Monoclonal antibody therapy of B cell lymphoma

Expert Opin Biol Ther. 2004 Mar;4(3):375-85. doi: 10.1517/14712598.4.3.375.


Studies in the early 1980s with anti-idiotype mAbs provided clinical proof that mAbs could be safe and effective antilymphoma agents; however, mAb therapy of lymphoma did not become practical until the chimaeric anti-CD20 mAb rituximab was developed. As a single agent, rituximab is well-tolerated and has clinical efficacy in select patient populations. A number of mechanisms of action have been identified that appear to contribute to the observed antilymphoma effects of mAb. Growing evidence suggests that multiple interacting mechanisms are likely to be involved. Anti-CD20-based radioimmunotherapy and combinations of mAb and chemotherapy are showing promise. mAbs that recognise other target antigens and immunotoxins have been evaluated clinically. It remains unclear whether these other mAbs provide value added beyond rituximab. Research geared towards understanding mAb mechanisms of action and the rational design of the next generation of mAb-based regimens will allow us to take full advantage of this exciting new mode of therapy.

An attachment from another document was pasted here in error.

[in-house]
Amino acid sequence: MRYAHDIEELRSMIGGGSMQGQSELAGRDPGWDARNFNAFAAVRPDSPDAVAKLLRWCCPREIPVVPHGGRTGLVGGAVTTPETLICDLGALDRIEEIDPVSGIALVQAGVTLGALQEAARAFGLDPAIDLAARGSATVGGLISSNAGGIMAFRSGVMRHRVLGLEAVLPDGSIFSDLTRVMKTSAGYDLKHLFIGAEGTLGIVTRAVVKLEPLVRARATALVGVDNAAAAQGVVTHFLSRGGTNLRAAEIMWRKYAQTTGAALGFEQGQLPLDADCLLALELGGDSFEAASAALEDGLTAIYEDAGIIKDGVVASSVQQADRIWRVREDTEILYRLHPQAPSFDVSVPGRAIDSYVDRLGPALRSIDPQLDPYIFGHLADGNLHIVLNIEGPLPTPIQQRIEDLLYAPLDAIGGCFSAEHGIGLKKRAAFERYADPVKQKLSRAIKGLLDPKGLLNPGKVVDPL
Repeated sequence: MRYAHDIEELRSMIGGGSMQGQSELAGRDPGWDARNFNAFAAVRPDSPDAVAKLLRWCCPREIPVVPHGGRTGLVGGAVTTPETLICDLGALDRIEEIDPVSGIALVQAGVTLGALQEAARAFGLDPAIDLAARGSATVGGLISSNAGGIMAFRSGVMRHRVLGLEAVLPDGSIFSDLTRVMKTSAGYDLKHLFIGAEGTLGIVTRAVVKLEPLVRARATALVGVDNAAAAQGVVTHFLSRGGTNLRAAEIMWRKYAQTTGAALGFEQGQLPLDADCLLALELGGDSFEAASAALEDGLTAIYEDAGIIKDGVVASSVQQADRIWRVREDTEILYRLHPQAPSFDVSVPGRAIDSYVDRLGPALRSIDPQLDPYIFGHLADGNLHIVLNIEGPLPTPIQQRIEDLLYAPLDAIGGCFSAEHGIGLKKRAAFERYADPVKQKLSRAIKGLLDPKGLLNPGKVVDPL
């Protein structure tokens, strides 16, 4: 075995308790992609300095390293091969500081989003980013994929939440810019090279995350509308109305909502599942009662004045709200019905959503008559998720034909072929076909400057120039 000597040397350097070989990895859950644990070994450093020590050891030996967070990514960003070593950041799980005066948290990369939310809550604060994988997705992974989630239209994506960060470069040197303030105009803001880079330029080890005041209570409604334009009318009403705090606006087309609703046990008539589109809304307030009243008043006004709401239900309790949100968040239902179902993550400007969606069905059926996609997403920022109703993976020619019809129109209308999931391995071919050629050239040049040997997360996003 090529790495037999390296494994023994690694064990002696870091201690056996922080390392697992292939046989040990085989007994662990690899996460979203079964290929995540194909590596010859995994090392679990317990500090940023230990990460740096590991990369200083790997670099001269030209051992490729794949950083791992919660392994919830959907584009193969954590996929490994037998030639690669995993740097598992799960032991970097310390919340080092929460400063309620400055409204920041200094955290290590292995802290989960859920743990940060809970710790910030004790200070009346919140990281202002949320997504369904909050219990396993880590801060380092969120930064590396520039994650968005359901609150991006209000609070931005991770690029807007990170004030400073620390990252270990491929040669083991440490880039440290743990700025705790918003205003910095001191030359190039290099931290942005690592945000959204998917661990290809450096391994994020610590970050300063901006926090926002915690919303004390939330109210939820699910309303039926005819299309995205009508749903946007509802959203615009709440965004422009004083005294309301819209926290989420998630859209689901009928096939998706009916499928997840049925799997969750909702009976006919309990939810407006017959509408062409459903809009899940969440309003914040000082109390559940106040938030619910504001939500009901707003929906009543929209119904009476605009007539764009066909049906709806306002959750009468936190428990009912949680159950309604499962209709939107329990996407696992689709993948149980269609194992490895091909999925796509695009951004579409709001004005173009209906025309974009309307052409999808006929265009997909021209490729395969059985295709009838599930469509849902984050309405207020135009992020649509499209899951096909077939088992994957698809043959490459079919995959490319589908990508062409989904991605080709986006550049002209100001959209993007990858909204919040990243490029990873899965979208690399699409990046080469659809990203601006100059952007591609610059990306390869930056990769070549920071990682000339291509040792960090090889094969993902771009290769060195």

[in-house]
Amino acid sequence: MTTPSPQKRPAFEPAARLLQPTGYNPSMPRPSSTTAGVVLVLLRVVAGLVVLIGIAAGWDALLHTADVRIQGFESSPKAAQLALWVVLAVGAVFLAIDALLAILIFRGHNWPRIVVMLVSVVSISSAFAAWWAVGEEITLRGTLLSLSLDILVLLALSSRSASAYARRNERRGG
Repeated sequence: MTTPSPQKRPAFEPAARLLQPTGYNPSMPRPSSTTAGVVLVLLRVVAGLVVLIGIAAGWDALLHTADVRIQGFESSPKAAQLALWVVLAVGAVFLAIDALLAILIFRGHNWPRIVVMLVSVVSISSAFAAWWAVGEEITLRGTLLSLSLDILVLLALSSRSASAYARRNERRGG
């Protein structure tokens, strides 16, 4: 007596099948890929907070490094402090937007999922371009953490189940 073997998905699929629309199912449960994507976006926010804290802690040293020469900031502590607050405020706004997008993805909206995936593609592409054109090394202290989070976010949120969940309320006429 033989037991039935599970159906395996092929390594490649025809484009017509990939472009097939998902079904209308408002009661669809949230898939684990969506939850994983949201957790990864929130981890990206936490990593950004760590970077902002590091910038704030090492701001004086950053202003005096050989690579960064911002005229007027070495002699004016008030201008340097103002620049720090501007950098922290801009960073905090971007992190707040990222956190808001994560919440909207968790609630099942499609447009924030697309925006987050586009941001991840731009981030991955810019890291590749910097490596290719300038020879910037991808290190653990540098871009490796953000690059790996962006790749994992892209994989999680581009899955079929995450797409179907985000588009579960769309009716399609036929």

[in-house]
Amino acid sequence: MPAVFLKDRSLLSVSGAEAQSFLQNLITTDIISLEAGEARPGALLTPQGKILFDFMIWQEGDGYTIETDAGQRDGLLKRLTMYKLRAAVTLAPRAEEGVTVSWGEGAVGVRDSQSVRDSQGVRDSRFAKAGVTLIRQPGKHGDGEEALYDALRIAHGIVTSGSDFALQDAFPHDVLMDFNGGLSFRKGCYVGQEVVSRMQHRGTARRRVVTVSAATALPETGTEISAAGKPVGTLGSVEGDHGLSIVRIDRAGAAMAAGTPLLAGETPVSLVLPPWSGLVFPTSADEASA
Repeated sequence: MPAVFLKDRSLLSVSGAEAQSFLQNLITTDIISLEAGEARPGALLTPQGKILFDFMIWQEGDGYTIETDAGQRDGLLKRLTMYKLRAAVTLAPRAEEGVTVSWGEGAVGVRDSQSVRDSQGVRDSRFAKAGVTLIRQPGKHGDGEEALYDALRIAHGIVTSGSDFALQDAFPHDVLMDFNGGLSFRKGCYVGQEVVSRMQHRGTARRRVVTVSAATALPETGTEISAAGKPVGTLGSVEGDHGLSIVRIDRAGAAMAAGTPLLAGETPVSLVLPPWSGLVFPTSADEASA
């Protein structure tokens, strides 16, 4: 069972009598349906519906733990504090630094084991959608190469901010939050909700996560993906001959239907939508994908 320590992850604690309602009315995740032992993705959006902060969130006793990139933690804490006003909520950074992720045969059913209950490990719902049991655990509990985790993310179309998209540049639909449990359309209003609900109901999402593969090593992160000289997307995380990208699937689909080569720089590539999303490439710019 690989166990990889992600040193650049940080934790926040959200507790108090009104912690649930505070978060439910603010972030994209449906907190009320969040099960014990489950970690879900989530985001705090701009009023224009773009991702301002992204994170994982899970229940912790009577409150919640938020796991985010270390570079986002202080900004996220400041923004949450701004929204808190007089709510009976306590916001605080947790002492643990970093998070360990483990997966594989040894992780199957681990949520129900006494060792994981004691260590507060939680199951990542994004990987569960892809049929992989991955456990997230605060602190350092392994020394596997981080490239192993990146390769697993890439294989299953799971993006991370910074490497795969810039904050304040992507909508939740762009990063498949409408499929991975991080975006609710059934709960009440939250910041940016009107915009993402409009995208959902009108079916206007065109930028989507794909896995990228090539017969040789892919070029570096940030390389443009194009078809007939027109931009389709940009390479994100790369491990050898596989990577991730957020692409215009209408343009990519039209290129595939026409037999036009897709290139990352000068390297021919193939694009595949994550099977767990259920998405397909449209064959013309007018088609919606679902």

Publication types

  • Review

MeSH terms

  • Animals
  • Antibodies, Monoclonal / pharmacology
  • Antibodies, Monoclonal / therapeutic use*
  • Antibodies, Monoclonal, Murine-Derived
  • Antineoplastic Agents / therapeutic use
  • Combined Modality Therapy
  • Humans
  • Immunoconjugates / therapeutic use
  • Immunotherapy
  • Lymphoma, B-Cell / therapy*
  • Rituximab


  • Antibodies, Monoclonal
  • Antibodies, Monoclonal, Murine-Derived
  • Antineoplastic Agents
  • Immunoconjugates
  • Rituximab